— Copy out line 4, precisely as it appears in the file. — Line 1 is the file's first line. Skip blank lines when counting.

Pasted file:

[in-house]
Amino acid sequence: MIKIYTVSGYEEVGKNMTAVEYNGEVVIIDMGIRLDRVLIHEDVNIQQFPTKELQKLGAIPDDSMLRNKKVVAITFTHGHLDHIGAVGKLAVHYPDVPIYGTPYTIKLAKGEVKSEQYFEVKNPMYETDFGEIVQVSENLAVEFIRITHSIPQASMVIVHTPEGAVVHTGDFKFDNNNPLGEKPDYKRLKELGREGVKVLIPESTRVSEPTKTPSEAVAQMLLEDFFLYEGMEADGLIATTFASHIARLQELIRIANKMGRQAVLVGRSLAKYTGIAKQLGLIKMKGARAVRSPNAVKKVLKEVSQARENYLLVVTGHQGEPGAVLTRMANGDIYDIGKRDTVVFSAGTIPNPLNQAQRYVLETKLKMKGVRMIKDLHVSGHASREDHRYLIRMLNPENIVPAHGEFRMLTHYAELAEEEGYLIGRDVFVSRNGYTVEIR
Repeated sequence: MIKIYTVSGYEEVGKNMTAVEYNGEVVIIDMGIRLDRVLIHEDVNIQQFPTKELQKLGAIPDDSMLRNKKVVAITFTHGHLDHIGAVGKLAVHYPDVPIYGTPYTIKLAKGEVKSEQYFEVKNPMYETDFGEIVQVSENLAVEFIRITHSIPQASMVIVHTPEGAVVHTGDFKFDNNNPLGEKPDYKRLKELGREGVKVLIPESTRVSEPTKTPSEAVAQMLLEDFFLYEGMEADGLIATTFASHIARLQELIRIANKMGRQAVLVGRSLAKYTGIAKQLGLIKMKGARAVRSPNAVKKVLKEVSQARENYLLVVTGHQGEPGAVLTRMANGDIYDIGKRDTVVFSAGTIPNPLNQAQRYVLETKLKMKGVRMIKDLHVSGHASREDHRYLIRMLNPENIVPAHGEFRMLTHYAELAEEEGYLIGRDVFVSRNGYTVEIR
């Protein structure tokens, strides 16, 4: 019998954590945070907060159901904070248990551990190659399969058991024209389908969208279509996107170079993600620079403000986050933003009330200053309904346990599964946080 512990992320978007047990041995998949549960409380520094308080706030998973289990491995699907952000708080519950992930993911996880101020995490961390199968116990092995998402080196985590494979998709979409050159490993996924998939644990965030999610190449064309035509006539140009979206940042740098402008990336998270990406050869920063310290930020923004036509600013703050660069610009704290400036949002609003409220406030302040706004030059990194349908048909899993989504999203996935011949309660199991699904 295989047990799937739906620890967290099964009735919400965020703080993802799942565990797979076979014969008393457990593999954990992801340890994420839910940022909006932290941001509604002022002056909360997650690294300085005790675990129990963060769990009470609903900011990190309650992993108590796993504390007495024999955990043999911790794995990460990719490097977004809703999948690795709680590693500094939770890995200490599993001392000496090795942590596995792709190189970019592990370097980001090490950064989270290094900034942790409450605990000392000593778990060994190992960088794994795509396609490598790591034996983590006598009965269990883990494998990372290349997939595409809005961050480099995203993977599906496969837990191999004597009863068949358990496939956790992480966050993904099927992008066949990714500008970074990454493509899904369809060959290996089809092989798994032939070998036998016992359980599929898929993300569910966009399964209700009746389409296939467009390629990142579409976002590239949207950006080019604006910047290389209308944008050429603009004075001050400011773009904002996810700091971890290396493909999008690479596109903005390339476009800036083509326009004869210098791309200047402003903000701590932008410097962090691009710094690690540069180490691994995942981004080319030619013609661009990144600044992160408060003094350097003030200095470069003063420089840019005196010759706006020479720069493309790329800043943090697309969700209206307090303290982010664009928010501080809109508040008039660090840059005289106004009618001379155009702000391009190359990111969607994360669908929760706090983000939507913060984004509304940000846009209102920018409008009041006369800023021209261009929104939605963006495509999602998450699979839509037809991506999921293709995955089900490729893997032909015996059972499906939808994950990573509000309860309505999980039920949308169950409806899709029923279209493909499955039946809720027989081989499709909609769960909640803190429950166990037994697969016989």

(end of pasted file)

């Protein structure tokens, strides 16, 4: 019998954590945070907060159901904070248990551990190659399969058991024209389908969208279509996107170079993600620079403000986050933003009330200053309904346990599964946080 512990992320978007047990041995998949549960409380520094308080706030998973289990491995699907952000708080519950992930993911996880101020995490961390199968116990092995998402080196985590494979998709979409050159490993996924998939644990965030999610190449064309035509006539140009979206940042740098402008990336998270990406050869920063310290930020923004036509600013703050660069610009704290400036949002609003409220406030302040706004030059990194349908048909899993989504999203996935011949309660199991699904 295989047990799937739906620890967290099964009735919400965020703080993802799942565990797979076979014969008393457990593999954990992801340890994420839910940022909006932290941001509604002022002056909360997650690294300085005790675990129990963060769990009470609903900011990190309650992993108590796993504390007495024999955990043999911790794995990460990719490097977004809703999948690795709680590693500094939770890995200490599993001392000496090795942590596995792709190189970019592990370097980001090490950064989270290094900034942790409450605990000392000593778990060994190992960088794994795509396609490598790591034996983590006598009965269990883990494998990372290349997939595409809005961050480099995203993977599906496969837990191999004597009863068949358990496939956790992480966050993904099927992008066949990714500008970074990454493509899904369809060959290996089809092989798994032939070998036998016992359980599929898929993300569910966009399964209700009746389409296939467009390629990142579409976002590239949207950006080019604006910047290389209308944008050429603009004075001050400011773009904002996810700091971890290396493909999008690479596109903005390339476009800036083509326009004869210098791309200047402003903000701590932008410097962090691009710094690690540069180490691994995942981004080319030619013609661009990144600044992160408060003094350097003030200095470069003063420089840019005196010759706006020479720069493309790329800043943090697309969700209206307090303290982010664009928010501080809109508040008039660090840059005289106004009618001379155009702000391009190359990111969607994360669908929760706090983000939507913060984004509304940000846009209102920018409008009041006369800023021209261009929104939605963006495509999602998450699979839509037809991506999921293709995955089900490729893997032909015996059972499906939808994950990573509000309860309505999980039920949308169950409806899709029923279209493909499955039946809720027989081989499709909609769960909640803190429950166990037994697969016989």